Notice that I have added an extra style element: margin-top: 4px; This gives me an extra four pixels space above the Like button, making things neater. In fact, you can add any relevant CSS style element to this, meaning you can position and size the iframe accordingly. I had to play around with the original code a bit, as it was pushing parts of my site’s design around and breaking it.

So, what are you waiting for? Get off and get people liking your site (right after you click my Like button!) :)

Web Developers Available and A Junior Web Vacancy

As you might expect, I have a lot of friends who work in the web industry, from programmers to graphic designers, SEO experts to pay per click wizards. In a strange and unconnected coincidence, I have three different friends all with a pretty high degree of experience looking for new opportunities in the web development arena.

So, if you’re looking for a web developer to join your team right now, drop me an email and I’ll put you in touch. Their experience in all cases is in excess of six years, many more for some and by and large they are all front-end developers with some scripting skills, so they can do graphic design, layout, HTML/CSS and implement some JavaScript, ASP, PHP etc. They have a fair bit of management and client liaison experience too, so these aren’t techies with no social skills.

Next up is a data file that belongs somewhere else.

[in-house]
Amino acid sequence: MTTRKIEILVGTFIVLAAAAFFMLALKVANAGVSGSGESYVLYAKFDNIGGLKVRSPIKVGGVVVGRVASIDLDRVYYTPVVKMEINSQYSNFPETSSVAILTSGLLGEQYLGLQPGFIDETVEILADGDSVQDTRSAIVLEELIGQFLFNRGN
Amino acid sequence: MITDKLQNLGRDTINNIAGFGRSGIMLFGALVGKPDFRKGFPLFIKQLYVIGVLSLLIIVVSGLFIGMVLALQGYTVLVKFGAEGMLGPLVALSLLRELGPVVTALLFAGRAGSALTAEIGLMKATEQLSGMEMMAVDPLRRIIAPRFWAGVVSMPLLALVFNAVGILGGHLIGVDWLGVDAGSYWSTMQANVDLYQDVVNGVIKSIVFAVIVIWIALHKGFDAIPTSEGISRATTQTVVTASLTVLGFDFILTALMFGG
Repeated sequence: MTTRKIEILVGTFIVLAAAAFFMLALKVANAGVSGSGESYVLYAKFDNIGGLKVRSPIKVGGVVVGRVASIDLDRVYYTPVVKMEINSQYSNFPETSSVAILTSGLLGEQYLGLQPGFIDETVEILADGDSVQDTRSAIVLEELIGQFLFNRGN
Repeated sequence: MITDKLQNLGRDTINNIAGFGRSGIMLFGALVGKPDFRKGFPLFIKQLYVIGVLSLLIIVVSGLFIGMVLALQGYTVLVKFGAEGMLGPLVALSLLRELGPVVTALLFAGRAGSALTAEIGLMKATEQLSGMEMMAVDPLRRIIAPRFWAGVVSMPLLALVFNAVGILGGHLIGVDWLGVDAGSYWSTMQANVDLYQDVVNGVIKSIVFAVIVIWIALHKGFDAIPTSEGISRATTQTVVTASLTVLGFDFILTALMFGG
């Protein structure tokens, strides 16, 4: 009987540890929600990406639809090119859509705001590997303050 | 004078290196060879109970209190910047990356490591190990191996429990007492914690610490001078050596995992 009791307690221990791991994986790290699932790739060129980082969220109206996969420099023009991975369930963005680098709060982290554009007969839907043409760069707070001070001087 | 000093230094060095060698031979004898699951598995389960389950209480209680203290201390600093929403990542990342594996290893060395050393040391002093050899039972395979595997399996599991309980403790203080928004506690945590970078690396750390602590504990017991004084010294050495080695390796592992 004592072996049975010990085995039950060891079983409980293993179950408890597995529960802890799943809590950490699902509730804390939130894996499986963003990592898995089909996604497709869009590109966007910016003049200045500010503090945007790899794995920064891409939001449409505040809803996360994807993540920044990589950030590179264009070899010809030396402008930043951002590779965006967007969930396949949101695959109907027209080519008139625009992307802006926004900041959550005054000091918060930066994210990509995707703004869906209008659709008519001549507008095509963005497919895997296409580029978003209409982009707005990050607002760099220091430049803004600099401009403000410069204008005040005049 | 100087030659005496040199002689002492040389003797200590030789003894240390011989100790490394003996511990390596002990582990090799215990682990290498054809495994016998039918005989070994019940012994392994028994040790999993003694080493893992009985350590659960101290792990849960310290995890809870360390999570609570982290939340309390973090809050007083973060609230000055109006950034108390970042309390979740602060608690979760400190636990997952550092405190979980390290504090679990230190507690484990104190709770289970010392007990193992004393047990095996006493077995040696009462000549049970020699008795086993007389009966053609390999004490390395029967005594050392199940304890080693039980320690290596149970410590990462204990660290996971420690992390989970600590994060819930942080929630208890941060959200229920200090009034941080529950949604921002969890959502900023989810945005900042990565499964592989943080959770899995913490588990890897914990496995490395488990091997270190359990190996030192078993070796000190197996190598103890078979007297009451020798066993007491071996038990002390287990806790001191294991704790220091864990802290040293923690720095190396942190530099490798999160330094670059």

I also heard from a client today looking for a junior web manager, someone who can do a bit of graphics manipulation, HTML, SEO, AdWords etc. Some of that can be provided as training, the key is that you understand the web and have some basic skills to start with. Again, if you know someone, drop me an email.

Solving Website Structural Problems With The Canonical Tag

Long time no blog! I hope you all had a good festive season. I thought I would kick off the new year with a technical post, as Google announced cross-domain support of the Canonical tag last month (worth reading for the explanations of when you might want to use it and how to implement).